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ISSUE 27 E-NEWSLETTER
Can CBD Really Do That?
How one molecule from the cannabis plant came to be seen as a therapeutic cure-all.
New York Times – by Moises Velasquez-Manoff
When Catherine Jacobson first heard about the promise of cannabis, she was at wits’ end. Her 3-year-old son, Ben, had suffered from epileptic seizures since he was 3 months old, a result of a brain malformation called polymicrogyria. Over the years, Jacobson and her husband, Aaron, have tried giving him at least 16 different drugs, but none provided lasting relief. They lived with the grim prognosis that their son – whose cognitive abilities never advanced beyond those of a 1-year-old – would likely continue to endure seizures until the cumulative brain injuries led to his death.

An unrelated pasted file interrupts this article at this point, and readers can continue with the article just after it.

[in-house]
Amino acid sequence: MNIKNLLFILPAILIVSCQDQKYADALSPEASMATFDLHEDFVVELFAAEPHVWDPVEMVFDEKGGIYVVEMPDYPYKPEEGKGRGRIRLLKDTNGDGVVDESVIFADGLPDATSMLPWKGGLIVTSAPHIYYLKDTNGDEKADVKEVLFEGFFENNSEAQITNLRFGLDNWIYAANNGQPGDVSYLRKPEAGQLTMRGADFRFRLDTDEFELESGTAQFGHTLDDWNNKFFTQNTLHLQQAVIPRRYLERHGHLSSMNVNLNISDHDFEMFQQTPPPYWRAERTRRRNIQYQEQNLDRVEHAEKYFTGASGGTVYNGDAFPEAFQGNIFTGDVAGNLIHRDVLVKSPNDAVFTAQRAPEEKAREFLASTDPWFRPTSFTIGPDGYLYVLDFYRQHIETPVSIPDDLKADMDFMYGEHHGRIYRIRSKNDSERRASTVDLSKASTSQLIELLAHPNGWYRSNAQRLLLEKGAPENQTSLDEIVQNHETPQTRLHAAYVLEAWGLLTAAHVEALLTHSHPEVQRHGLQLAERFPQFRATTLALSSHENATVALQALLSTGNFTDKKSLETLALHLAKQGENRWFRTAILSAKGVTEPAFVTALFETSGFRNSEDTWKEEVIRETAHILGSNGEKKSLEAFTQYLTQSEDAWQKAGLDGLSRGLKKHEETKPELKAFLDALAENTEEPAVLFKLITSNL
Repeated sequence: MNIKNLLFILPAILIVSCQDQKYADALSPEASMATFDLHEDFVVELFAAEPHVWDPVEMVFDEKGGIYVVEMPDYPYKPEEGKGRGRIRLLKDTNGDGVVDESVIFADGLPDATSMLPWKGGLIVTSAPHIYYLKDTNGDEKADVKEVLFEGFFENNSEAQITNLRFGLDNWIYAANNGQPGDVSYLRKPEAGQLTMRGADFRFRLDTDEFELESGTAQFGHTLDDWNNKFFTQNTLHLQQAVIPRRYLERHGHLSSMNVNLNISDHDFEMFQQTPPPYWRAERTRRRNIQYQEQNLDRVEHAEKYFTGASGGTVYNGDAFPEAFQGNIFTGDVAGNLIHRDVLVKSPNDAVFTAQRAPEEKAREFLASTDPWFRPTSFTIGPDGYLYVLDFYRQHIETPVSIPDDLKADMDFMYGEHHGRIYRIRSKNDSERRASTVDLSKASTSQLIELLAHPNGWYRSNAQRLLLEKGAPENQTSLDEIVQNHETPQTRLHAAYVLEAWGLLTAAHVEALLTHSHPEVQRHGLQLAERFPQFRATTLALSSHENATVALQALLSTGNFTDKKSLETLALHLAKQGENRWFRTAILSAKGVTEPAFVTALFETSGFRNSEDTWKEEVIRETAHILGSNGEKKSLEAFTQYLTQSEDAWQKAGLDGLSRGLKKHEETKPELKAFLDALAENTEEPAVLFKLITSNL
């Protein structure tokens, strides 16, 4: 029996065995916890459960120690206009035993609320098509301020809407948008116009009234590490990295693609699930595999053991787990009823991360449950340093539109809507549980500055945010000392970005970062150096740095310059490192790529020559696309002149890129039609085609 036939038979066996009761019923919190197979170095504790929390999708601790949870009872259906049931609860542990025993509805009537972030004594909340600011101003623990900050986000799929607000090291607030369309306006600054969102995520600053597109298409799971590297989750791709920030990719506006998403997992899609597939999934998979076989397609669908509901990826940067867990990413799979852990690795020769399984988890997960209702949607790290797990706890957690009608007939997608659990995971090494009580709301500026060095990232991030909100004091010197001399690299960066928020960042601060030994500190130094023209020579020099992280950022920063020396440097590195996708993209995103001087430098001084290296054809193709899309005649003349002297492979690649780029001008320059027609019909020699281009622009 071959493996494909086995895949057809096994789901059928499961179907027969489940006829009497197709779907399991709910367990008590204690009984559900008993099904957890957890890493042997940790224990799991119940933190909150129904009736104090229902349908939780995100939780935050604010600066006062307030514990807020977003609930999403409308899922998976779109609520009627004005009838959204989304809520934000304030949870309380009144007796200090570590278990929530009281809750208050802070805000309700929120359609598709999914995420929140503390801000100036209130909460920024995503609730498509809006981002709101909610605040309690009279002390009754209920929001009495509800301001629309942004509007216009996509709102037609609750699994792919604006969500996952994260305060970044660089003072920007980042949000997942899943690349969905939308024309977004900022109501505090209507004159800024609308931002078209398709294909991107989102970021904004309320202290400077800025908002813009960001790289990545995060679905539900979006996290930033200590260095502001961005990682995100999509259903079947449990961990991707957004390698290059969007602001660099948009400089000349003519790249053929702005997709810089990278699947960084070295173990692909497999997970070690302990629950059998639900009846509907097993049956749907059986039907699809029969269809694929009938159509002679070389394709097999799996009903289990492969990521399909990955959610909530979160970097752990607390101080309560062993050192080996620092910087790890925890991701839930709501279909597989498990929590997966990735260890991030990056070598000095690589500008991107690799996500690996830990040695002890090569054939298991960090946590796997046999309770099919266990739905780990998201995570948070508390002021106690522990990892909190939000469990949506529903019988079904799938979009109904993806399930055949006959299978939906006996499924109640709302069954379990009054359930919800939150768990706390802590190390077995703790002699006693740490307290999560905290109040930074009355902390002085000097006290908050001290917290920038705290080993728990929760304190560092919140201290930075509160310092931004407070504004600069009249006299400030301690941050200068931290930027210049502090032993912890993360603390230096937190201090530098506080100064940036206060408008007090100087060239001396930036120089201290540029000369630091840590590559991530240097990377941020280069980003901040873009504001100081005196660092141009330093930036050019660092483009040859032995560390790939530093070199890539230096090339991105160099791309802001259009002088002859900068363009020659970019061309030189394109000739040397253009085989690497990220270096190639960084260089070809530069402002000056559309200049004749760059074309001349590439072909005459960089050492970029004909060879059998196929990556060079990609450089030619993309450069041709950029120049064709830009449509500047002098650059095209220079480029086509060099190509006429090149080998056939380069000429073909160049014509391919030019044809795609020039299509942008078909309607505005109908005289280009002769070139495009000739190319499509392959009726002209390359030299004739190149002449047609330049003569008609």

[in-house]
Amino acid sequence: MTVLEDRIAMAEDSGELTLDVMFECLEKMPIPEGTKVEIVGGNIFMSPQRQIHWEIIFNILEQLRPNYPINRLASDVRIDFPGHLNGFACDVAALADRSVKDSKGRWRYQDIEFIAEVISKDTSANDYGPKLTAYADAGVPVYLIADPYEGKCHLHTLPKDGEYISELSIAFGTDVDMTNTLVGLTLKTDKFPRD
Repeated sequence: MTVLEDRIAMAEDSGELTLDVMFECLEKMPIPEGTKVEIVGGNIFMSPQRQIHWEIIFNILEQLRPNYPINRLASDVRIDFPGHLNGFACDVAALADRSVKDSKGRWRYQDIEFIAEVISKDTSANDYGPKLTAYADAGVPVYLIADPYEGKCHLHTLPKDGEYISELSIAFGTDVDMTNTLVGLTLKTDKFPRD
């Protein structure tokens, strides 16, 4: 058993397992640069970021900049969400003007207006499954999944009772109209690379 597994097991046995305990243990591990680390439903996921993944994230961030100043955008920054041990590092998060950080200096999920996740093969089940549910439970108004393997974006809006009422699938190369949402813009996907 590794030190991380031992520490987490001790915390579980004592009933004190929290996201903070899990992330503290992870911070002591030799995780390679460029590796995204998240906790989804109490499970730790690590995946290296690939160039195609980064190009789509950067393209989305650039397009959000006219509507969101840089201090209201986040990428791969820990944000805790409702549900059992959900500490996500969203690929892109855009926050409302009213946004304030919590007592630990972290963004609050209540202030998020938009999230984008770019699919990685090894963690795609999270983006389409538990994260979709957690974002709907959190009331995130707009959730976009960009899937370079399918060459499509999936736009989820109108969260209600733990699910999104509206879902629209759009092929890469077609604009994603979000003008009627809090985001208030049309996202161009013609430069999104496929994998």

In early 2012, when Jacobson learned about cannabis at a conference organized by the Epilepsy Therapy Project, she felt a flicker of hope. The meeting, in downtown San Francisco, was unlike others she had attended, which were usually geared toward lab scientists and not directly focused on helping patients. This gathering aimed to get new treatments into patients’ hands as quickly as possible. Attendees weren’t just scientists and people from the pharmaceutical industry. They also included, on one day of the event, families of patients with epilepsy.
The tip came from a father named Jason David, with whom Jacobson began talking by chance outside a presentation hall. He wasn’t a presenter or even very interested in the goings-on at the conference. He had mostly lost faith in conventional medicine during his own family’s ordeal. But he claimed to have successfully treated his son’s seizures with a cannabis extract, and now he was trying to spread the word to anyone who would listen. (full story)